Vienna Porcelain Plaque, with copy of Veronese's Europa. This and the following plaques justify what has been quoted of the artistic grace and daring of the Vienna porcelain painters. The copyist here attacks one of Paul Veronese's most celebrated masterpieces, representing the abduction of Europa by Jupiter in the form of a bull. More than one replica of the canvas, by the hand of the master himself, exists in the European museums. The white bull turns his head to caress with his tongue the foot of the heroine, who
|PLATE OF SEVRES PORCELAIN|
WITH VIEW OF FONTAINEBLEAU
|THE DEATH OF ADONIS|
OVAL PLAQUE OF VIENNA HARD PASTE PORCELAIN
Vienna Plaque, with Venus and Mars. Venus, coming in the clouds, presents a warrior with shield, helmet and cuirass, borne by a pair of Cupids. As the warrior is bearded it must be Mars, otherwise it might be a Thetis and Achilles, but Achilles is represented imberbis in every period of art. The diameter is nine and a half inches. Another dish of the series, in the same collection, shows the Choice of Hercules. The edge is always decorated with a very elegant and elaborate, but not overloaded, pattern of scrollwork arranged in lozenges separating five oblong cartouches.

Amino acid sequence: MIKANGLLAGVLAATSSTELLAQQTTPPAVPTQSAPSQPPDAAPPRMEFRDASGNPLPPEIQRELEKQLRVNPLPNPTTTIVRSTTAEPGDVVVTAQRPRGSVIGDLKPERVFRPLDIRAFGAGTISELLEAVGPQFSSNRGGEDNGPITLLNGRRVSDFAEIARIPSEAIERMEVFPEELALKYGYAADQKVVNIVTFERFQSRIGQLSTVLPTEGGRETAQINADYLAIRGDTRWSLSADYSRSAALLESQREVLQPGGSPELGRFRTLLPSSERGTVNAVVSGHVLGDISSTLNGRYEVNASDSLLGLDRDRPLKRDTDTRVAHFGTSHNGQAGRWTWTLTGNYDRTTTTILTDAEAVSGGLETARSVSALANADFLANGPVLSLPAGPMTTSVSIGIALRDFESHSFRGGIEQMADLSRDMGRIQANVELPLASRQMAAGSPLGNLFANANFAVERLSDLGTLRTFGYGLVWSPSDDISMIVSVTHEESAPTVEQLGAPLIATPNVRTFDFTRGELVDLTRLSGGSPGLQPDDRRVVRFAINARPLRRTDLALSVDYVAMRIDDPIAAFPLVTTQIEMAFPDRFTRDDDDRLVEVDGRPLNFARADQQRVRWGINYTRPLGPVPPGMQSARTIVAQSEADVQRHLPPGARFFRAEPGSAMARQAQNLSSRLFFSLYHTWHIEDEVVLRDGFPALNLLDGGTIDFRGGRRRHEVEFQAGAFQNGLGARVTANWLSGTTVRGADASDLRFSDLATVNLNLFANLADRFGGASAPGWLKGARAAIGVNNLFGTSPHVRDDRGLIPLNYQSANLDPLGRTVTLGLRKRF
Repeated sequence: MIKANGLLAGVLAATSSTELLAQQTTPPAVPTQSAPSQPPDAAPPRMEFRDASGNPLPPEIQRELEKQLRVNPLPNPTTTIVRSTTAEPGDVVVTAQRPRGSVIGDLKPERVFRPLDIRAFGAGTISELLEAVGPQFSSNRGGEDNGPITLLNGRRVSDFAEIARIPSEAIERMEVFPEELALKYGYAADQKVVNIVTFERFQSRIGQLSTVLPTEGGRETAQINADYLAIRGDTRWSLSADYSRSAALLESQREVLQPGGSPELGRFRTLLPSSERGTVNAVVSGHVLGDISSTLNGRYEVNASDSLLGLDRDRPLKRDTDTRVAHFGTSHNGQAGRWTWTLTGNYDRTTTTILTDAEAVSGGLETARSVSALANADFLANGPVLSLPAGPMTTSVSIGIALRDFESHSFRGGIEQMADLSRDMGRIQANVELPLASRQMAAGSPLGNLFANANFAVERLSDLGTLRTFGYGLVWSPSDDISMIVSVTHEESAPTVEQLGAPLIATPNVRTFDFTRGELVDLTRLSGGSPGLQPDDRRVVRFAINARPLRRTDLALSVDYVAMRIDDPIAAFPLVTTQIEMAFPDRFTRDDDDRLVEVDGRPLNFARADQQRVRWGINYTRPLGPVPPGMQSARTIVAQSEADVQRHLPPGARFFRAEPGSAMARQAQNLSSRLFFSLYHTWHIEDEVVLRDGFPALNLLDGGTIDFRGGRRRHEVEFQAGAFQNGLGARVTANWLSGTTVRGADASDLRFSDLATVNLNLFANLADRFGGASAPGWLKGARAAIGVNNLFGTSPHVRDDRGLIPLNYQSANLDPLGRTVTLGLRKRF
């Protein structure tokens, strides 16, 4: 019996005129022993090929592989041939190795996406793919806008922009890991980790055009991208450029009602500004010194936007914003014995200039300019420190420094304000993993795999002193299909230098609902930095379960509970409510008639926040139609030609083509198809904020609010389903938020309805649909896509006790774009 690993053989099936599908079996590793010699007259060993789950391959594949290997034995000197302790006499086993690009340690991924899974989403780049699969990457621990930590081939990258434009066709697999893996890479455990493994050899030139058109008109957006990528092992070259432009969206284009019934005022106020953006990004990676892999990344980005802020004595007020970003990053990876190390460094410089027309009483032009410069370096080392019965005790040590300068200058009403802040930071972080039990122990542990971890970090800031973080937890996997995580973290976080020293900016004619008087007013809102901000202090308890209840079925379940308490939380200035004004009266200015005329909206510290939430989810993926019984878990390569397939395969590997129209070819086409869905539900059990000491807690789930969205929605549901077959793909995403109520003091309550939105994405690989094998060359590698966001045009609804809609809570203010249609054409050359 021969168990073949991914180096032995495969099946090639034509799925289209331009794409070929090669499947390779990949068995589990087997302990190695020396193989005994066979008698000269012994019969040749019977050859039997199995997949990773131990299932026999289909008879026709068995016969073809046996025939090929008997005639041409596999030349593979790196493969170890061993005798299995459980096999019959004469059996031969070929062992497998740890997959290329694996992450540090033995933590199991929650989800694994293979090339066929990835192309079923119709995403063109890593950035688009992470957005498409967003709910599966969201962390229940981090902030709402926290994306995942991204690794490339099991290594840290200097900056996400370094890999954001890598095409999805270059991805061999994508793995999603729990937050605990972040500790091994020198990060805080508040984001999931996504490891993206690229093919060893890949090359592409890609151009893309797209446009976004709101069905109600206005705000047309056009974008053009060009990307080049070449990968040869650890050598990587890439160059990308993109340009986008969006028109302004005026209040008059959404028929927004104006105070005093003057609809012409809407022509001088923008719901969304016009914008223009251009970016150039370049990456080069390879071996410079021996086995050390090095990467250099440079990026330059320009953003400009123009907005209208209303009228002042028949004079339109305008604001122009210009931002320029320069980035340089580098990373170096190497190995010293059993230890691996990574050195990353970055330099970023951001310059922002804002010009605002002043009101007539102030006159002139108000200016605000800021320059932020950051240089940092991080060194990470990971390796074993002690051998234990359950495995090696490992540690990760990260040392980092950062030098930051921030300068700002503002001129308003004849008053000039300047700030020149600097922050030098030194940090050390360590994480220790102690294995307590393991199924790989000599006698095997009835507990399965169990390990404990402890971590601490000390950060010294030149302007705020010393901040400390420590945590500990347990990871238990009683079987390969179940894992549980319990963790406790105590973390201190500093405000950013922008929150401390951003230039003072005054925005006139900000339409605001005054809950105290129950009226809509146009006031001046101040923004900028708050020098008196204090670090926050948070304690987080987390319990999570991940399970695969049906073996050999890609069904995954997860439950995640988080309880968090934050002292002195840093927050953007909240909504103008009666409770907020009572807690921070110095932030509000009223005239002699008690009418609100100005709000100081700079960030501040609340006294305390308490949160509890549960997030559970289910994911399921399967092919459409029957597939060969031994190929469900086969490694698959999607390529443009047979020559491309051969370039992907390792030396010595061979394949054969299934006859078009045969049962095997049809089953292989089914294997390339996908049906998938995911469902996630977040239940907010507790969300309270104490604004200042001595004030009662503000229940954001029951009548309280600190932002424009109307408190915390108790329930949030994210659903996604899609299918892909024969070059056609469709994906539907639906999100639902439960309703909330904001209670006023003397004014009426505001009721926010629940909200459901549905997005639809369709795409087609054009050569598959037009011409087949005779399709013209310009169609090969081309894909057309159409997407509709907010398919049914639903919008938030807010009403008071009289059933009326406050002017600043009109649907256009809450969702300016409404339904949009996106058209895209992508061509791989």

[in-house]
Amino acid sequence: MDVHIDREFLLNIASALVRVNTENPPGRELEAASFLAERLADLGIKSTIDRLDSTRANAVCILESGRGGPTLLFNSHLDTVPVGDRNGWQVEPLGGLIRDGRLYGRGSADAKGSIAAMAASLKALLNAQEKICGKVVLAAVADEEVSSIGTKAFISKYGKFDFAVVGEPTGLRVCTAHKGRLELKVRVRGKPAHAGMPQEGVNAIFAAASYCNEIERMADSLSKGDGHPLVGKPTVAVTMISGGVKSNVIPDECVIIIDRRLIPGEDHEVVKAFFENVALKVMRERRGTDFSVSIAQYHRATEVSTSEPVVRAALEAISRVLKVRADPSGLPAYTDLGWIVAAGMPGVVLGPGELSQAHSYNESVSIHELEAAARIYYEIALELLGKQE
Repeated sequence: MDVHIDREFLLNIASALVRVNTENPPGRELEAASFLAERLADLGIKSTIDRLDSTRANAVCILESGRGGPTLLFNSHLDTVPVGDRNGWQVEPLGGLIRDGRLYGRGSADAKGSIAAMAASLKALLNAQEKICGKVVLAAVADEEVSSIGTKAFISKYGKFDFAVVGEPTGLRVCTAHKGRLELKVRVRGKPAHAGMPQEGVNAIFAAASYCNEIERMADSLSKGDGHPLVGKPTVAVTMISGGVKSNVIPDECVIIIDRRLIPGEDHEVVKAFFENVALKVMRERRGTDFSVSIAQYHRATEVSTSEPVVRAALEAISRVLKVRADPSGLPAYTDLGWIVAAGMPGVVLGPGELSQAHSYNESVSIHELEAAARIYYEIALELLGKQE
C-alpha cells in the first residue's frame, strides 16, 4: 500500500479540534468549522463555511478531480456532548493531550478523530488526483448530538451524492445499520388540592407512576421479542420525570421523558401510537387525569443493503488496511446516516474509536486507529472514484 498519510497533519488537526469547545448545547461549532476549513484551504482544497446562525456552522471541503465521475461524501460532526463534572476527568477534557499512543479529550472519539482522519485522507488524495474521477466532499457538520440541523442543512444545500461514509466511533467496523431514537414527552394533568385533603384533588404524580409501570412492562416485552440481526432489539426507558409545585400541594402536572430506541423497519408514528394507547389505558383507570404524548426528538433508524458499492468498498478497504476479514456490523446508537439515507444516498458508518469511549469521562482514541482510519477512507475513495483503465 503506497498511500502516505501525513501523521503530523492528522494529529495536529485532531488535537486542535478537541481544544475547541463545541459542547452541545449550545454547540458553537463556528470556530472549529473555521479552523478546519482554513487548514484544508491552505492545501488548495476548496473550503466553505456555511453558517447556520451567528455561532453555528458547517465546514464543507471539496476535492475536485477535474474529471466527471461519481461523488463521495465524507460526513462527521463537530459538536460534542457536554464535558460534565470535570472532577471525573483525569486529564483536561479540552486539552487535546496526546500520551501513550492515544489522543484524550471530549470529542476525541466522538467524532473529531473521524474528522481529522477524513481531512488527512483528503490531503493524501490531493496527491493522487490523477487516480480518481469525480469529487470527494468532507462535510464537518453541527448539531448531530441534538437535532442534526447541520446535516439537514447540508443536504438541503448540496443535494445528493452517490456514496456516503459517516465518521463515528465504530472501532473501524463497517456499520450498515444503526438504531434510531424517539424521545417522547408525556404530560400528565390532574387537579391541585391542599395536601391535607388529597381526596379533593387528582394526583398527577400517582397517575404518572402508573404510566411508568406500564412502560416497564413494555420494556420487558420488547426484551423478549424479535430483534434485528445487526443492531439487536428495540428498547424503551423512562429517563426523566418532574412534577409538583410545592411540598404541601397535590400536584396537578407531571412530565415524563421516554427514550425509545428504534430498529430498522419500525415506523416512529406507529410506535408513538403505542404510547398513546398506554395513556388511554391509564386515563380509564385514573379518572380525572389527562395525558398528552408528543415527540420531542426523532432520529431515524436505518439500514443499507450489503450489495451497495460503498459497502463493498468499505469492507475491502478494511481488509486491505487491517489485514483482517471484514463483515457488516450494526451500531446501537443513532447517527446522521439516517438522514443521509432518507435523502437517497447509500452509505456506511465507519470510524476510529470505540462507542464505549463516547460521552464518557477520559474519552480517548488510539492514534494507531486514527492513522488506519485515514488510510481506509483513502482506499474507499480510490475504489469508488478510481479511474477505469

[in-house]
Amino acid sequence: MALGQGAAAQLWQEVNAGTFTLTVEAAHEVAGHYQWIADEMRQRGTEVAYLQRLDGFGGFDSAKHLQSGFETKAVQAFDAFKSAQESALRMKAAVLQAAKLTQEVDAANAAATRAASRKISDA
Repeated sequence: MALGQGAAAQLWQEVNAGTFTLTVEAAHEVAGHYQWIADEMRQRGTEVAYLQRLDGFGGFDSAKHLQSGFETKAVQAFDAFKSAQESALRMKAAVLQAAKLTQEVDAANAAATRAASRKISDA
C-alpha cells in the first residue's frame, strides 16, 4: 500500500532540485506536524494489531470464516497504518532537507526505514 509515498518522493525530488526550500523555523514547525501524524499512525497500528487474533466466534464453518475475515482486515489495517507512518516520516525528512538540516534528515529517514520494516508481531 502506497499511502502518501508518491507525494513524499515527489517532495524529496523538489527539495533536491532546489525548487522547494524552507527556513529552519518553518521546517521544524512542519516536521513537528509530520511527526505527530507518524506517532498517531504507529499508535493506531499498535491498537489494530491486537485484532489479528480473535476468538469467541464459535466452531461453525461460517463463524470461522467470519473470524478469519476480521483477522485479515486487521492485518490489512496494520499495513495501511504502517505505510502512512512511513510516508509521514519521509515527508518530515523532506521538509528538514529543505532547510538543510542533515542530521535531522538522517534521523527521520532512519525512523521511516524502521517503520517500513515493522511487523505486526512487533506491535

A notable porcelain collection, of which these are only specimens, in fact fills the ample receptacles of the Dining-Hall. Much of that used on ordinary occasions is historical and curious, and of the kind generally kept locked in collectors' cabinets. The very modern fancy, indulged by some amateurs, of increasing appetite by eating off porcelain that is the envy of dilletanti and the pride of art, can be carried out here with quite unusual advantages.
A Screen of many leaves, in the exquisite tawny gold of old leatherwork, is found in this room. It is eight feet high, and the stamped leather represents a host of quaint old-time human figures in garden scenes, relieved against skies of gold. The tone of this antique screen, infinitely improved by age, strikes a beautiful mellow note amongst the fittings otherwise crisp and fresh with modern workmanship. The chairs around the table and set against the wall are also of stamped leather, but are necessarily of modern design, the stamping being in fact executed to correspond with the architecture of the room.